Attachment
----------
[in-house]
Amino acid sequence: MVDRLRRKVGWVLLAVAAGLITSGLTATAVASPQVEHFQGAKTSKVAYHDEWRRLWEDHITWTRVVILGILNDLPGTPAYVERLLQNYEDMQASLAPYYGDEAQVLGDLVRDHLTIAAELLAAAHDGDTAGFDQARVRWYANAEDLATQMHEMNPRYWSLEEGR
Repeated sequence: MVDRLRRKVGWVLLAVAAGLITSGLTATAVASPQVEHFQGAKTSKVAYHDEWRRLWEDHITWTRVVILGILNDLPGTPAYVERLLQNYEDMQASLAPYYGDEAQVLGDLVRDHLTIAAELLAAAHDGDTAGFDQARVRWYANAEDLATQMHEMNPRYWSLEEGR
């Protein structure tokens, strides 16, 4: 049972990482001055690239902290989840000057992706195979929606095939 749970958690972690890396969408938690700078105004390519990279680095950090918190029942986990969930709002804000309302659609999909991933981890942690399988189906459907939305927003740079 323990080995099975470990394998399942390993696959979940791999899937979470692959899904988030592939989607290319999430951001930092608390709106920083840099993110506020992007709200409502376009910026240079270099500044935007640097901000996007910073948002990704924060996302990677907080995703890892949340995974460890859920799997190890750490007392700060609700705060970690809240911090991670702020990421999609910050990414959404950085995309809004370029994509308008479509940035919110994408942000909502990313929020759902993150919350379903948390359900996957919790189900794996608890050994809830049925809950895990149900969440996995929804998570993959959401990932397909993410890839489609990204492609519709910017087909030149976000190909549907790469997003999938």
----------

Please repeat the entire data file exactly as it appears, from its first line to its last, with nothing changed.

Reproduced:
[in-house]
Amino acid sequence: MVDRLRRKVGWVLLAVAAGLITSGLTATAVASPQVEHFQGAKTSKVAYHDEWRRLWEDHITWTRVVILGILNDLPGTPAYVERLLQNYEDMQASLAPYYGDEAQVLGDLVRDHLTIAAELLAAAHDGDTAGFDQARVRWYANAEDLATQMHEMNPRYWSLEEGR
Repeated sequence: MVDRLRRKVGWVLLAVAAGLITSGLTATAVASPQVEHFQGAKTSKVAYHDEWRRLWEDHITWTRVVILGILNDLPGTPAYVERLLQNYEDMQASLAPYYGDEAQVLGDLVRDHLTIAAELLAAAHDGDTAGFDQARVRWYANAEDLATQMHEMNPRYWSLEEGR
């Protein structure tokens, strides 16, 4: 049972990482001055690239902290989840000057992706195979929606095939 749970958690972690890396969408938690700078105004390519990279680095950090918190029942986990969930709002804000309302659609999909991933981890942690399988189906459907939305927003740079 323990080995099975470990394998399942390993696959979940791999899937979470692959899904988030592939989607290319999430951001930092608390709106920083840099993110506020992007709200409502376009910026240079270099500044935007640097901000996007910073948002990704924060996302990677907080995703890892949340995974460890859920799997190890750490007392700060609700705060970690809240911090991670702020990421999609910050990414959404950085995309809004370029994509308008479509940035919110994408942000909502990313929020759902993150919350379903948390359900996957919790189900794996608890050994809830049925809950895990149900969440996995929804998570993959959401990932397909993410890839489609990204492609519709910017087909030149976000190909549907790469997003999938």